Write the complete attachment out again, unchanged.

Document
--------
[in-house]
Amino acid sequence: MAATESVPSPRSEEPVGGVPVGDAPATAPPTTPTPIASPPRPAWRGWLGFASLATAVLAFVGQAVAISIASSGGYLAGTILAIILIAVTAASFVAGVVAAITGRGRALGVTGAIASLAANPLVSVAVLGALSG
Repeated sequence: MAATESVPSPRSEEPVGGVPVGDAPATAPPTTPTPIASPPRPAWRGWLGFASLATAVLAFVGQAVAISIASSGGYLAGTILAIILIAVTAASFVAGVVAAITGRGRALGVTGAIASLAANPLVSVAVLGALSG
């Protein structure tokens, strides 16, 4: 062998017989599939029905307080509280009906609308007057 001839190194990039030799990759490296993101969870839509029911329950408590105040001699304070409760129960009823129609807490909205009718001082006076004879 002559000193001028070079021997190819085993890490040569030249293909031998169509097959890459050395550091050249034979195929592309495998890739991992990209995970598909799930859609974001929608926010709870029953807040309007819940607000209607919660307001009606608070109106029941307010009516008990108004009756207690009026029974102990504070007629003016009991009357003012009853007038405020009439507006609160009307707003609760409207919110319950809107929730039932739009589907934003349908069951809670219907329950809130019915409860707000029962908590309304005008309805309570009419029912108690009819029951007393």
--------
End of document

[in-house]
Amino acid sequence: MAATESVPSPRSEEPVGGVPVGDAPATAPPTTPTPIASPPRPAWRGWLGFASLATAVLAFVGQAVAISIASSGGYLAGTILAIILIAVTAASFVAGVVAAITGRGRALGVTGAIASLAANPLVSVAVLGALSG
Repeated sequence: MAATESVPSPRSEEPVGGVPVGDAPATAPPTTPTPIASPPRPAWRGWLGFASLATAVLAFVGQAVAISIASSGGYLAGTILAIILIAVTAASFVAGVVAAITGRGRALGVTGAIASLAANPLVSVAVLGALSG
């Protein structure tokens, strides 16, 4: 062998017989599939029905307080509280009906609308007057 001839190194990039030799990759490296993101969870839509029911329950408590105040001699304070409760129960009823129609807490909205009718001082006076004879 002559000193001028070079021997190819085993890490040569030249293909031998169509097959890459050395550091050249034979195929592309495998890739991992990209995970598909799930859609974001929608926010709870029953807040309007819940607000209607919660307001009606608070109106029941307010009516008990108004009756207690009026029974102990504070007629003016009991009357003012009853007038405020009439507006609160009307707003609760409207919110319950809107929730039932739009589907934003349908069951809670219907329950809130019915409860707000029962908590309304005008309805309570009419029912108690009819029951007393």